Reuters

Street festival aims to reduce the stigma of Skid Row

Skid Row is the epicenter of homelessness in Los Angeles, which is to say that Skid Row is the epicenter of homelessness in the United States. A 2011 count recorded 23,539 homeless people in L.A., 4,316 of which were in the Skid Row area. The problem is nothing new, at this point, it's taken as a given.

Skid Row certainly needs many things. What it’s getting this weekend is a hip hop concert.

Organized by Public Enemy’s Chuck D and hip hop producer and now Skid Row activist General Jeff, Occupy Skid Row will be an afternoon festival on the streets of Skid Row. Featuring performances from hip hop acts like Public Enemy, Cypress Hill and Kurupt, the event is aimed at providing something positive for a part of town and a community that has largely been ignored.

"It’s basically society’s unwanted. The place where human beings are thrown away," says General Jeff (whose real name is Jeff Page). He’s resident director for the Central City East Association’s Skid Row efforts and has been a community organizer in Skid Row since 2007.

Occupy Skid Row will be a free event and all of the performers are appearing on a volunteer basis “We don’t even have a sponsor," says General Jeff.

The street festival will also include speakers, live painting, a book giveaway and food trucks. In addition to providing a day of activity for residents of Skid Row, the event is intended to appeal to an audience from outside the area. And while it might seem a little out of place to throw a street festival in the heart of a city’s destitution, for General Jeff that’s the whole point.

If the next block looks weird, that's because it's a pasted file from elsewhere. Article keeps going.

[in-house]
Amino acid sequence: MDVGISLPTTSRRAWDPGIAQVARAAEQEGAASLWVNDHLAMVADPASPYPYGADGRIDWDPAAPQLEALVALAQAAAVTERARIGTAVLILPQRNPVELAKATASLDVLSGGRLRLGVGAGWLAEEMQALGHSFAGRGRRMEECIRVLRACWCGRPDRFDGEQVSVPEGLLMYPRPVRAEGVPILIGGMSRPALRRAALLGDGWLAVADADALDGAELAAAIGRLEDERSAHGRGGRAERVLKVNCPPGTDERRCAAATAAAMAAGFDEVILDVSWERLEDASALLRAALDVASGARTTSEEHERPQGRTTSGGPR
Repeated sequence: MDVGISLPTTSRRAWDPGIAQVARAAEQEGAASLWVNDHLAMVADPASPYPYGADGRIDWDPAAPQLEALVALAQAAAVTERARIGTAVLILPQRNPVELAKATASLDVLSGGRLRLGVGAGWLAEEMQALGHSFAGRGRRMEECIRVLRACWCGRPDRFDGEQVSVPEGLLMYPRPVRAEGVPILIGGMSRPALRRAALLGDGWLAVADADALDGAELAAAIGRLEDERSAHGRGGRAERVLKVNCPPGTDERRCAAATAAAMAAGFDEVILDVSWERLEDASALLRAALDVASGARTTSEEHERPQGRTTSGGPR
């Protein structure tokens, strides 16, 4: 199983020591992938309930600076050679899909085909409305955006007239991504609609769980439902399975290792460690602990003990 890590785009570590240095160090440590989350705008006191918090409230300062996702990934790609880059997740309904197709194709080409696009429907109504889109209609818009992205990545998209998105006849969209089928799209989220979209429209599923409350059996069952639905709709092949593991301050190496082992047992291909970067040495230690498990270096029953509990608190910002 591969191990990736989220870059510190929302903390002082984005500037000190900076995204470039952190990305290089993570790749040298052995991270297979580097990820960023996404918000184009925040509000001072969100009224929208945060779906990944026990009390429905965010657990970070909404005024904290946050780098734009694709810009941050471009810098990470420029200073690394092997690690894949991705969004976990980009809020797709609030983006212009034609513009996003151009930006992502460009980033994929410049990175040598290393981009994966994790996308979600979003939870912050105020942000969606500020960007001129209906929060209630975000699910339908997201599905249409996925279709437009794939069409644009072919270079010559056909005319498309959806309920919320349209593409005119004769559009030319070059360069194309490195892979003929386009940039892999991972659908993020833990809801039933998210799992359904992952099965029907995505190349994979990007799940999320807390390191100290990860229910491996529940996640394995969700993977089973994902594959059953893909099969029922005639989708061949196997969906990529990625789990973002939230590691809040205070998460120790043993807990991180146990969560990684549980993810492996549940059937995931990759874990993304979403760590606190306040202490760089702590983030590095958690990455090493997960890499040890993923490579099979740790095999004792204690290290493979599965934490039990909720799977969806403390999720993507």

"Just by them coming to Skid Row, they’ll get a sense of the Skid Row community’s perspective," says General Jeff. He says the area suffers from a stigma that’s hard to break. He’s hoping that an event like this will help erode that negative perception.

"If it’s okay to come on this day, it’s okay to come on any day," he says.

He argues that the area is significantly different than it used to be. Its problems, like excessive drug use and street crime, have diminished over the years. "The old wild, wild West days are over," he says.

The idea of luring people to Skid Row is an interesting approach to generating some attention in an area mainly associated with extreme poverty and homelessness. Whether a hip hop concert will change anything is debatable. But, for the organizers, bringing more people down to Skid Row – and not just more homeless people – is a step towards change.

About the Author

Most Popular

  1. an aerial photo of urban traffic at night
    Transportation

    The Surprisingly High-Stakes Fight Over a Traffic-Taming ‘Digital Twin’

    Why are some mobility experts spooked by this plan to develop a data standard that would allow cities to build a real-time traffic control system?

  2. A man and a woman shop at a modern kiosk by a beach in a vintage photo.
    Design

    Why Everyday Architecture Deserves Respect

    The places where we enact our daily lives are not grand design statements, yet they have an underrated charm and even nobility.

  3. A photo of anti-gentrification graffiti in Washington, D.C.
    Equity

    The Hidden Winners in Neighborhood Gentrification

    A new study claims the effects of neighborhood change on original lower-income residents are largely positive, despite fears of spiking rents and displacement.

  4. A chef prepares food at a restaurant in Beijing, China.
    Life

    What Restaurant Reviews Reveal About Cities

    Where official census data is sparse, MIT researchers find that restaurant review websites can offer similar demographic and economic information.

  5. A photo of downtown Youngstown, Ohio
    Perspective

    The Latest Bad News Out of Youngstown Is Different

    The closing of The Vindicator, Youngstown’s daily paper, means that this long-suffering Ohio city won’t have the ability to shape its own narrative.

×